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First Look: Weekend snow potential

The latest information available from Thursday afternoon to late Thursday evening did absolutely nothing to clarify the situation regarding the weekend weather. The range still sits between snow showers and near-blizzard conditions in E MA Saturday night. The most likely scenario may be somewhere in the middle, but we hate splitting the difference just for the sake of it. There’s too much potential to just completely discard a bigger storm from the forecast.

It look like it may be “here we go again” for Southern New England as the computer models are finally coming around to a solution that delivers accumulating, probably plowable, snow to RI, MA, and CT Saturday night into Sunday morning. All week long, the upper level air pattern has looked very risky for some snow along the Northeast coast. The computer models were having a difficult time handling the energy in the jet stream, and, as a result, most were failing to cook up a storm of much impact in Southern New England. The American computer models are singing a different tune Thursday morning.

The potential exists for a significant snowfall, but not quite to the extent of last week’s blizzard. Saturday afternoon, a fast-developing storm will form east of the Mid-Atlantic and move due north. At the same time, much colder air will be moving into Southern New England on a northerly wind. The eastern half of New England will clipped by the developing storm with some snow and wind Saturday night. There may a sharp west-east cutoff on the snow accumulations depending on where the storm forms and the track it takes to the north.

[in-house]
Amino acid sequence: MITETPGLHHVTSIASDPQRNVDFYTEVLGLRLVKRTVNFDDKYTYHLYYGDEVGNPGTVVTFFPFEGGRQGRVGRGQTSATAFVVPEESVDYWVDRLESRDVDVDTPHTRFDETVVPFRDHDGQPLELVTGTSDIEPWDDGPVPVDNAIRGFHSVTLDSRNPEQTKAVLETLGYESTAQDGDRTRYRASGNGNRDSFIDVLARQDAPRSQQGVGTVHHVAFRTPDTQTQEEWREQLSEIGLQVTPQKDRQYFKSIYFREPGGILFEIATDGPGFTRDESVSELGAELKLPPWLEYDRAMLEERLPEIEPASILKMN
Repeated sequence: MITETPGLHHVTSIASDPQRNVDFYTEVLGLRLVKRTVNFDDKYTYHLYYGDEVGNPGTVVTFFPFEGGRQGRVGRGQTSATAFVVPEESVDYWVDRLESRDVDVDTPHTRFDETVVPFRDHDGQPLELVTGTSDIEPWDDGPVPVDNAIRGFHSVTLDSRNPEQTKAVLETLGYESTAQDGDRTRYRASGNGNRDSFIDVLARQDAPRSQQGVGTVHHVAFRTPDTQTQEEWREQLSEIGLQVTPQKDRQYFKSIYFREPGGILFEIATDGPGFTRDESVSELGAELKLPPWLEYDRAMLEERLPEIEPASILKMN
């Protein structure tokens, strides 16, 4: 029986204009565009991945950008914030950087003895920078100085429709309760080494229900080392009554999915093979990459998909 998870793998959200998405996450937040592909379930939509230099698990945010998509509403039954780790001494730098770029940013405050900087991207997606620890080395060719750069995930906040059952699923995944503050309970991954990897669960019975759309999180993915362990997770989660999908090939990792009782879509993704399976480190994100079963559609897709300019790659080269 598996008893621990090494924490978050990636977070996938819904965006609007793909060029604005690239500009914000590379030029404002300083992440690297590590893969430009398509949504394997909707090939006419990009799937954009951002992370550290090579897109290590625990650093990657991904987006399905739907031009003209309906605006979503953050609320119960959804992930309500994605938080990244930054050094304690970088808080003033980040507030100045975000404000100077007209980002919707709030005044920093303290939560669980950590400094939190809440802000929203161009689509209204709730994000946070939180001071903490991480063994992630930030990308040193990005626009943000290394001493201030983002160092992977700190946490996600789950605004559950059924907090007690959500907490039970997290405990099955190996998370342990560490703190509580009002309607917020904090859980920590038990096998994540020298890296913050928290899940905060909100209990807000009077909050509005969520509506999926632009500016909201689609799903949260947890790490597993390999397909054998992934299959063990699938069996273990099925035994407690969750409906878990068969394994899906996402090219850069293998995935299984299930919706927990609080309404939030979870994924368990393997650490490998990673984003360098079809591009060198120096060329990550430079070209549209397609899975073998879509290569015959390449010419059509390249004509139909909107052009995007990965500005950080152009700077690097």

GFS Model depicts a borderline Nor'easter Saturday night
GFS Model depicts a borderline Nor’easter Saturday night with 6″+
NAM model has the storm farther out to sea, but still close enough for 4-6"
NAM model has the storm farther out to sea, but still close enough for 4-6″

Right now, we think it is likely that most of RI and E MA will have a plowable event, with the chance of more than 6″ of snow. Since this is a very tricky weather setup, this forecast comes with a little less confidence than usual. In fact, two days prior to the blizzard we had a much better idea of that storm’s impacts compared to this one. Not all of the computer models agree that the storm will form and come close enough for a moderate to high impact storm. Stay with for the latest.

Snow Potential - Right Weather
Snow Potential – Right Weather

Fred Campagna

President and Chief Meteorologist - Right Weather LLC AMS Certified Consulting Meteorologist #756 AMS Certified Broadcast Meteorologist #126

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